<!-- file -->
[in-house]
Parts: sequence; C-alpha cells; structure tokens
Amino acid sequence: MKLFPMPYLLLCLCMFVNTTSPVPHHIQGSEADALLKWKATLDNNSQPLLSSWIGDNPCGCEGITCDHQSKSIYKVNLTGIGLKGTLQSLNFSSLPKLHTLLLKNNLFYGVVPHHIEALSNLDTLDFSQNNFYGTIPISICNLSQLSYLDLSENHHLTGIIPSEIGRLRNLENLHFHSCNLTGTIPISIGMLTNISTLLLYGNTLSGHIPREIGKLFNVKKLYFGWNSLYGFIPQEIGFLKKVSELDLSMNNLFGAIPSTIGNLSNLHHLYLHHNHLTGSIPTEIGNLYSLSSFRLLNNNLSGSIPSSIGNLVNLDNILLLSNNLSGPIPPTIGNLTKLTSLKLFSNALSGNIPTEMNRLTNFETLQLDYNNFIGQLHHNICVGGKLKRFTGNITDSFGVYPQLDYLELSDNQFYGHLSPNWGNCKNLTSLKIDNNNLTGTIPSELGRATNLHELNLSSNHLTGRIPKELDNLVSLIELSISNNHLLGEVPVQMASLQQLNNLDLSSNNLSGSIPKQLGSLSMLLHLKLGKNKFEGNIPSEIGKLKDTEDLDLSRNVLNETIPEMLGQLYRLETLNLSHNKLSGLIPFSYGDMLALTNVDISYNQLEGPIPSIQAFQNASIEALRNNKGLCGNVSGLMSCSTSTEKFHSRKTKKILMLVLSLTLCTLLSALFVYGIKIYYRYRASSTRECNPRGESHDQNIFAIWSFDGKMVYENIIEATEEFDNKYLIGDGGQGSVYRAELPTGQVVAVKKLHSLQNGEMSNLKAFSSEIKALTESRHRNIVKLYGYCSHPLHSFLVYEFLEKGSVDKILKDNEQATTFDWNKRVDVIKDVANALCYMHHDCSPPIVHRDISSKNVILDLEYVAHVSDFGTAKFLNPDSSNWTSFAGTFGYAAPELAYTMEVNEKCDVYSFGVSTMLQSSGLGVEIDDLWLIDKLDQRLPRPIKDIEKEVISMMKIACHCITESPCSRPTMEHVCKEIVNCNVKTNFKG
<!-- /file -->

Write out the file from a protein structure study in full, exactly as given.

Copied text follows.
[in-house]
Parts: sequence; C-alpha cells; structure tokens
Amino acid sequence: MKLFPMPYLLLCLCMFVNTTSPVPHHIQGSEADALLKWKATLDNNSQPLLSSWIGDNPCGCEGITCDHQSKSIYKVNLTGIGLKGTLQSLNFSSLPKLHTLLLKNNLFYGVVPHHIEALSNLDTLDFSQNNFYGTIPISICNLSQLSYLDLSENHHLTGIIPSEIGRLRNLENLHFHSCNLTGTIPISIGMLTNISTLLLYGNTLSGHIPREIGKLFNVKKLYFGWNSLYGFIPQEIGFLKKVSELDLSMNNLFGAIPSTIGNLSNLHHLYLHHNHLTGSIPTEIGNLYSLSSFRLLNNNLSGSIPSSIGNLVNLDNILLLSNNLSGPIPPTIGNLTKLTSLKLFSNALSGNIPTEMNRLTNFETLQLDYNNFIGQLHHNICVGGKLKRFTGNITDSFGVYPQLDYLELSDNQFYGHLSPNWGNCKNLTSLKIDNNNLTGTIPSELGRATNLHELNLSSNHLTGRIPKELDNLVSLIELSISNNHLLGEVPVQMASLQQLNNLDLSSNNLSGSIPKQLGSLSMLLHLKLGKNKFEGNIPSEIGKLKDTEDLDLSRNVLNETIPEMLGQLYRLETLNLSHNKLSGLIPFSYGDMLALTNVDISYNQLEGPIPSIQAFQNASIEALRNNKGLCGNVSGLMSCSTSTEKFHSRKTKKILMLVLSLTLCTLLSALFVYGIKIYYRYRASSTRECNPRGESHDQNIFAIWSFDGKMVYENIIEATEEFDNKYLIGDGGQGSVYRAELPTGQVVAVKKLHSLQNGEMSNLKAFSSEIKALTESRHRNIVKLYGYCSHPLHSFLVYEFLEKGSVDKILKDNEQATTFDWNKRVDVIKDVANALCYMHHDCSPPIVHRDISSKNVILDLEYVAHVSDFGTAKFLNPDSSNWTSFAGTFGYAAPELAYTMEVNEKCDVYSFGVSTMLQSSGLGVEIDDLWLIDKLDQRLPRPIKDIEKEVISMMKIACHCITESPCSRPTMEHVCKEIVNCNVKTNFKG